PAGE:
• The State Department says it will keep most passport agencies and consular operations open so long as it has the funds to do so, although some activities might be interrupted.

• The Social Security Administration will retain enough staff to make sure checks are sent. But the agency won't have enough employees to do things like help recipients replace their benefit cards or schedule new hearings for disability cases.

• Medicare recipients will find the applying process significantly slowed down.

• The Centers for Disease Control and Prevention (CDC) will stop its seasonal flu program and have a “significantly reduced capacity to respond to outbreak investigations.”

• For Veterans- VA hospitals will remain open. But many services will be disrupted. The Veterans Benefits Administration will be unable to process education and rehabilitation benefits. The Board of Veterans' Appeals will be unable to hold hearings. If the shutdown lasts for more than two or three weeks, the Department of Veterans Affairs has said that it may not have enough money to pay disability claims and pension payments.

Note that active service military will continue to be paid no matter how long the shutdown lasts while “essential” civilian employees will see their paychecks delayed, but will receive retroactive pay.

In response to the question “how has the government shutdown impacted you,” posted on the Cavendish VT Facebook page, one person posted - The leaves will continue to turn. The peepers will continue to visit. Our towns will continue to run. Our communities will continue to support one another.

People are noticing the “trickle down” effect, as Vermont folklorist and writer, Joe Citro noted on his Facebook page, Tomorrow I was scheduled to speak to the staff of the Green Mountain National Forest. The meeting has been cancelled due to the "Shutdown". So that is how the shut down shuts me down. No speaking fee, no book sales. It will also shut down income for the B&B I was planning to stay at and it will shut down dinner income for the restaurants at which I would have eaten (not to mention gas consumption). ..

Do you know who the Chubb of Chubb Hill was? Do you know he’s buried in the Old Revolutionary Cemetery? Why is the Coffeen Cemetery so close to the road? To learn the answers to these questions and explore the two oldest cemeteries in Cavendish-the Old Revolutionary and Coffeen cemeteries, meet at the Cavendish Historical Society Museum on Sunday, Oct. 13 at 2 pm.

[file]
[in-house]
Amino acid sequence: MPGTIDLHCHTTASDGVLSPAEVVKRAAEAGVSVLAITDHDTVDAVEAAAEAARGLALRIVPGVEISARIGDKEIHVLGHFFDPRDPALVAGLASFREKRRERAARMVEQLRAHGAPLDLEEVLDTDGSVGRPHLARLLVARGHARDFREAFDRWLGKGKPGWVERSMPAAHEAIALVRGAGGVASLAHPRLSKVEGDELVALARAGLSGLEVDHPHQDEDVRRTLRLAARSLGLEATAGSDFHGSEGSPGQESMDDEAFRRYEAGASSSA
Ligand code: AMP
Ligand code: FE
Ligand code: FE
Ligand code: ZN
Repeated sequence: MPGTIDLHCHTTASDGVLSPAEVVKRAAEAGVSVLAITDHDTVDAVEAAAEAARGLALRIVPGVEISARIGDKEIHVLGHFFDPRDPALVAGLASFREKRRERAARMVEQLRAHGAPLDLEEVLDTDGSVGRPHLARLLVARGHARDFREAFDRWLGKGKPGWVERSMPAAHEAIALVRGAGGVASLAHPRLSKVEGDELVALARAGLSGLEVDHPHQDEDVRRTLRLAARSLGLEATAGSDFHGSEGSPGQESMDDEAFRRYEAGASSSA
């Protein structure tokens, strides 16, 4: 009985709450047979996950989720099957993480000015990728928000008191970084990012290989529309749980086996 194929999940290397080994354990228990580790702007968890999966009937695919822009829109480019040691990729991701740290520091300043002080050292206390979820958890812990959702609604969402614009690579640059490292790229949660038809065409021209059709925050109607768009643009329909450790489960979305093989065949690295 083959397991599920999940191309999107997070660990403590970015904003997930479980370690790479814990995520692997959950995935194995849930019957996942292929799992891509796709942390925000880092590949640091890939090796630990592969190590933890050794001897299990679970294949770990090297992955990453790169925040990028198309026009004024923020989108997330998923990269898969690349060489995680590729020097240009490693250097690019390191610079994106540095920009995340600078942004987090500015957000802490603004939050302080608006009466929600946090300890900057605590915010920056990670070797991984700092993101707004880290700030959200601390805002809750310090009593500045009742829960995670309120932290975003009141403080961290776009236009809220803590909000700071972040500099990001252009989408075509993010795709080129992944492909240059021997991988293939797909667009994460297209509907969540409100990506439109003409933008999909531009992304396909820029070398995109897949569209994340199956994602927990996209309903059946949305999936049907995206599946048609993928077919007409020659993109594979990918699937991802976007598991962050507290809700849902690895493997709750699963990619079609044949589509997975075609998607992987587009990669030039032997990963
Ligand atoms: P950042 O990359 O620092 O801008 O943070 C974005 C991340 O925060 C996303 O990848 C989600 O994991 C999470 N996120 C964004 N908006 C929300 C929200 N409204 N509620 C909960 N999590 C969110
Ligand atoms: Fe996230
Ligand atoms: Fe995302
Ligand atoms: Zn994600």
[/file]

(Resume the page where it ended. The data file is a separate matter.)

Note that Oct. 13 is the last day the Museum will be open for the season. FMI: 802-226-7807 or

Thanks to the volunteers of the Cavendish Recreation Department, there is a lovely 1/2-mile walking trail being maintained that loops around the athletic fields at Greven Field. It's one of the few places where you can walk by the Black River, as well as through a forest and a field. Reverse directions and you have a different view each way. The trail is open in all seasons-no worries about being shot during hunting season, and wear snowshoes or cross country skies in the winter.

Greven Field is located off of route 103 in Proctorsville. Heading West, the entrance to the park is on the right hand side just after Greven Rd. If you come to the intersection of 131 and 103, you've gone to far.

It’s a busy weekend in Cavendish and surrounding towns. On Saturday
• Blessing of the Animals on the Proctorsville Green will take place on the Proctorsville Green at 1 pm. Dress accordingly as this event takes place rain or shine.
• Fall Foliage Supper at the Cavendish Baptist Church featuring pork roast dinner, 5:30-7 Pm. Adults are $10, children 6 to 12 $5 and under 6 are free. FMI: 226-7724.
• It’s also Button Up Vermont Day

On Sunday, Oct. 6, blues singer Jenni Johnson will be performing as part of Raise the Roof at Gethsemane Church in Proctorsville, at 4:30 pm. Tickets are $10.

To learn more about upcoming events in Cavendish and surrounding towns go to: